Genetic DNA and Ancient Seafarers - Argonauts?
I finally got around to reading The Seven Daughters of Eve (Bantam
Press, Corgi Books, ISBN 0-552-14876-8) by Bryan Sykes, showing how
all the peoples of Europe can be traced back by DNA genetics to
seven specific and geographically identifiable ancient mitochondrial
DNA "mothers" as it were - and also indicating that all the peoples
of the world can be traced back to about only 36 such mothers not too far
back in prehistorical days.
95% of European mitochondrial DNA traces back to "the seven
daughters of eve". Many departures from the norm are explainable -
some are more difficult.
Sykes has several examples of mitochondrial DNA sequences which are
quite unusual - pointing - in my opinion - to ancient connections of
peoples by way of the sea:
1. an Edinburgh schoolteacher with clear Scottish ancestry traceable
back 200 years nevertheless has Polynesian mitochondrial DNA...as
Sykes writes "is she perhaps the descendant of a Tahitian princess
who fell in love with a handsome ship's captain...?"
2. Sykes writes: "There are many other equally mysterious journeys recorded in our DNA: the Korean sequence that turns up regularly
[note that word "regularly"] in fishermen from Norway and northern
Scotland; the unmistakably African DNA in a dairy farmer from
Somerset...; the [mitochondrial] sequence of a book salesman from
Manchester that is so unusual that his closest match is found among
the native Australians of Queensland...."
3. Sykes refers to two fishermen on a small island off the west
coast of Scotland who show quite unusual mitochondrial sequences,
which Sykes describes as follows: (p. 358)
"One outstanding genetic journey involves a complete
circumnavigation of the world. Two fishermen on a small island off
the west coast of Scotland have unusual mitochondrial sequences...we
[found] matches ... one in Portugal and one in Finland. These were
still unusual sequences to find in Europe, not part of the seven
original [European] clans. The Portuguese sequence matched several
from South America, and the Finnish DNA was close to sequences found
in Siberia, where we also found the ancestral sequence of the South
Americans. So the two fishermen were indeed related - but only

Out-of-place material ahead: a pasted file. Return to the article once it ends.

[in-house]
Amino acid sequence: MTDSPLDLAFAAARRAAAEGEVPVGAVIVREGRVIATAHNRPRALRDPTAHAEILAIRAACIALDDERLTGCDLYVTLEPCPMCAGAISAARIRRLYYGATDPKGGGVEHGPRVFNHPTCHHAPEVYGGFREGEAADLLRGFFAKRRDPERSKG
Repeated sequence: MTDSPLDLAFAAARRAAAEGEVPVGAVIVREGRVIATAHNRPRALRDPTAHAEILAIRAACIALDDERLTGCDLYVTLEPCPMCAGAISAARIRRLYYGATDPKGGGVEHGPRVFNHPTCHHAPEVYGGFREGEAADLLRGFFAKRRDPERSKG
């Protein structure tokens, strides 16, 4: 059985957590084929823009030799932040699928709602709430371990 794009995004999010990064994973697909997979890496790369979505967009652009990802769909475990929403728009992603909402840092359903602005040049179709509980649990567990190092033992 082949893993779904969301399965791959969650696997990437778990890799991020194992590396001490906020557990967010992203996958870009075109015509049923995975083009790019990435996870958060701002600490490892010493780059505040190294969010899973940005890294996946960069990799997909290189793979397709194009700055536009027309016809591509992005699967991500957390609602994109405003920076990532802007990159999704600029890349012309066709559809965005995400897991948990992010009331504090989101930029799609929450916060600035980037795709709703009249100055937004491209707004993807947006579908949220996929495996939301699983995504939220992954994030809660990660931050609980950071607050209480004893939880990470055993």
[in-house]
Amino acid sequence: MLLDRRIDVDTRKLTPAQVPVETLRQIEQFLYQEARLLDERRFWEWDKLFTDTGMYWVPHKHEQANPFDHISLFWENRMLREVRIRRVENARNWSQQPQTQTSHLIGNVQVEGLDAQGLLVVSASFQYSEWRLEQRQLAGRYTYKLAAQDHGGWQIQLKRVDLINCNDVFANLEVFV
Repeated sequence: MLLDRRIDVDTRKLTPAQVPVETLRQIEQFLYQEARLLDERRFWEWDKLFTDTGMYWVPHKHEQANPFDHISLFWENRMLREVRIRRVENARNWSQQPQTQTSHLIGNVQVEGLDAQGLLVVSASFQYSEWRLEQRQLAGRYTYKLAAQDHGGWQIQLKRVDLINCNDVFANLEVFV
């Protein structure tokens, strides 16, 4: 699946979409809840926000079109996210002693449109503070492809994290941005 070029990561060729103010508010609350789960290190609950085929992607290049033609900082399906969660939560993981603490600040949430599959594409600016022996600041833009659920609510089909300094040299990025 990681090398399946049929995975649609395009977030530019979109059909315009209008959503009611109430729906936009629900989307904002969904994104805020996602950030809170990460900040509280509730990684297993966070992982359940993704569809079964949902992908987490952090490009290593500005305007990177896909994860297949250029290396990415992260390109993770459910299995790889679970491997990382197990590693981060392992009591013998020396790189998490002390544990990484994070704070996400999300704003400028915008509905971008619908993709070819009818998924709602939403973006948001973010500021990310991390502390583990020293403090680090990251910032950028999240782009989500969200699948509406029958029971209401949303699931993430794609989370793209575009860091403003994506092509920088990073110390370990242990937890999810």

through a common ancestor from Siberia. One line of maternal
ancestors had travelled from Siberia along the coast of the Arctic
Ocean to Scandinavia, then on to the west of Scotland, perhaps
aboard a Viking ship. The other had crossed into America over the
Bering Straits, then down to Brazil. At some time, presumably after
Brazil became a Portuguese colony, a woman carrying this piece of
DNA crossed the Atlantic to Portugal, from where, somehow, it had
found its way up the Atlantic coast to the west of Scotland. The two
journeys had ended on the same small island after travelling in
opposite directions from the other side of the world."
As you can see, Sykes has to presume a whole series of unusual and
unconvincing ancient events to explain the factual data. Of course,
the Scottish sequences are much more easily explained by presuming
only one event - that some of the ancient Argonauts brought some
women from abroad (Siberia, Korea, South America, Polynesia) with
them upon returning to their point of origin ca. 3000 BC. Note how
the unusual DNA sequences concentrate on Norway and northern
Scotland particularly and seem to concentrate on fishermen, many of
whom trace their ancestry back to generations of ancient seafarers.
I think as more DNA research worldwide is done, we will in fact be
able to trace the ancient voyage of the legendary Argonauts quite accurately
through the traces of DNA they left behind - also in distant lands.
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